ACT vs SAT
Every year, high school Juniors and Seniors face the ACT vs SAT dilemma. They ask themselves which test they should take. With several recent changes made to both the ACT and SAT, that decision might be slightly harder to make. To help you make an informed decision for your student, Eureka Tutoring has created a list below that compares the new 2016-2017 ACT to the new 2016-2017 SAT.
- 215 total questions broken up into:
- 75 English questions
- 60 Math questions
- 40 Reading questions
- 40 Science questions
- One optional essay.
- A total of 2 hours and 55 minutes broken up into:
- a 45 minute English section
- a 60 minute Math section
- a 35 minute Reading section
- a 35 minute Science section.
- With the 40 minute optional essay, the ACT comes to a total of 3 hours and 35 minutes (not including the short break in-between the Math and Reading sections).
- The ACT scores students’ results by using a 1-36 scale that tries to take into account the variation in difficulty of each test.
- There is no penalty for selecting an incorrect answer.
The ACT essay is a typical persuasive essay that asks students to take a stance on a given topic. After taking a stance, they must successfully support and defend their argument to get a high score. See the scoring rubric here.
The ACT is a fast paced test. Students can easily get stuck on a couple difficult problems, which forces them to guess on many problems at the end. Time management is extremely important on this test.
- 154 total questions broken up into:
- 52 Reading questions
- 44 Writing and Language questions
- 58 Math questions
- A total of 3 hours exactly broken up into:
- a 65 minute Reading section
- a 35 minute Writing and Language section
- an 80 minute Math section.
- With the 50 minute optional essay, the SAT comes to a total of 3 hours and 50 minutes.
- There is now NO PENALTY for selecting an incorrect answer on the SAT.
- The Math section is broken up into a 20 question no-calculator section and a 38 question calculator allowed section. Each of these sections has open answer questions where the student must come up with the answer on their own, rather than selecting from multiple options.
- The SAT scores students’ results by using a range from 400 to 1600.
The SAT essay is distinct from what most high school students normally write. It is an argumentative essay, but with a twist. During the test, students will read a persuasive essay written by a historical figure like Martin Luther King Jr., or Jimmy Carter. After reading, they have to decide how well the writer has persuaded their audience, and then analyze–NOT JUST SUMMARIZE–how they put their argument together. This requires a good understanding of how arguments are formed as well as what effect they might have on an audience. The student’s essay should be an argument about the argument, not an argument about the topic. See the SAT Scoring Rubric here.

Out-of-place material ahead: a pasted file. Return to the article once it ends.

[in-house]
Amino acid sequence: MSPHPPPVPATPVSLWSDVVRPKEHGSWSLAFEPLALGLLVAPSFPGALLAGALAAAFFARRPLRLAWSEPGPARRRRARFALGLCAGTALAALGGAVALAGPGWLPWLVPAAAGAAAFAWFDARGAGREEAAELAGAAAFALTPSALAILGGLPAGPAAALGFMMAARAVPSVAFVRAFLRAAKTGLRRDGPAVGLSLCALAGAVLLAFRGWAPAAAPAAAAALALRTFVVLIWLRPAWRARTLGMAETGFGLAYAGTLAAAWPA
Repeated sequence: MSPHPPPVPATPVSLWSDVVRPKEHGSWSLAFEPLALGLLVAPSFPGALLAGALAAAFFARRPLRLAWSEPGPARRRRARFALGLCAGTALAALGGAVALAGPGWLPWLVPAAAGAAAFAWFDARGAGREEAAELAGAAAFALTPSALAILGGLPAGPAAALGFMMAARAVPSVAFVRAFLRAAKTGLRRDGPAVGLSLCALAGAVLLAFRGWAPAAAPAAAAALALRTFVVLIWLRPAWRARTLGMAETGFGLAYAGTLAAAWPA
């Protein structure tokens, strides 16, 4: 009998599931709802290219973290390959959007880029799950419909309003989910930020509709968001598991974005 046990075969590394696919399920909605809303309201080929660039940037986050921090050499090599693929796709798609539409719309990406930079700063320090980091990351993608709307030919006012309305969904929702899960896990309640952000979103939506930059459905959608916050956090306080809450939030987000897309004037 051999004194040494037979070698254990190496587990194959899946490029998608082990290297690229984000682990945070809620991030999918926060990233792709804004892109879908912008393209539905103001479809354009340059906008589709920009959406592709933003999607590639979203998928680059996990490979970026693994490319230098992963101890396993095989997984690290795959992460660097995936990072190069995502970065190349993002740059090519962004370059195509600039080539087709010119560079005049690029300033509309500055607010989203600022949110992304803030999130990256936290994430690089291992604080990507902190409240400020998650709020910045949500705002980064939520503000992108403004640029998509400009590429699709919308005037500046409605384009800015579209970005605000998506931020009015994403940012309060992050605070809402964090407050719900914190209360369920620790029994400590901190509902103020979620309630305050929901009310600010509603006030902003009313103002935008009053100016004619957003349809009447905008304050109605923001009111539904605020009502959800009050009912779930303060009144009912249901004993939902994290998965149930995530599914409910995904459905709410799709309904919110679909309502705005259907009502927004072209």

The SAT gives more time for students to complete a smaller number of questions, but those questions, especially the grid-in questions, can take longer.
More Information and Helpful Links
I hope this helps you to make a more informed decision about which test to take! If you still have any unanswered questions about the ACT or SAT feel free to ask me anything about the tests.
Check out the programs that Eureka Tutoring offers for the ACT and SAT at the session selection page.
If you would like more to read about the ACT and SAT please follow these links:
Interested in scheduling an ACT or SAT test for your student? Click the links below to determine the date that works best for you.
The ACT releases the main multiple-choice results two weeks after the test date. The Writing section score is generally released two weeks after that.
The SAT generally releases all the results at once, three to four weeks from the date of the test.
How do the ACT and SAT tests score students’ results?
For the ACT, each section raw score converts into a section scaled score. Then, the four scaled section scores are averaged together. This average is rounded up to create a combined scaled score from 1-36, which we are all familiar with. For the optional essay, two readers score the essay from 1-6 in four different categories. This gives a total of 48 possible raw points. The raw score converts to a scaled score from 1-36 based on a chart. The four categories previously mentioned are Ideas and Analysis, Development and Support, Organization, and Language Use.
For the SAT, the raw scores are grouped into a combined Math section and an “Evidence-Based Reading and Writing” section, which combines the Reading and Writing and Language sections. Both combined sections have raw scores that convert to a 200-800 scaled score. These scores add together to come up with a final score. Two readers score the essay from 1-4 in three categories. The three categories are Reading, Analysis, and Writing. These scores add together to yield a combined essay score from 2-8. This score will not impact the classic 400-1600 score, but it will impact other scores that the SAT produces.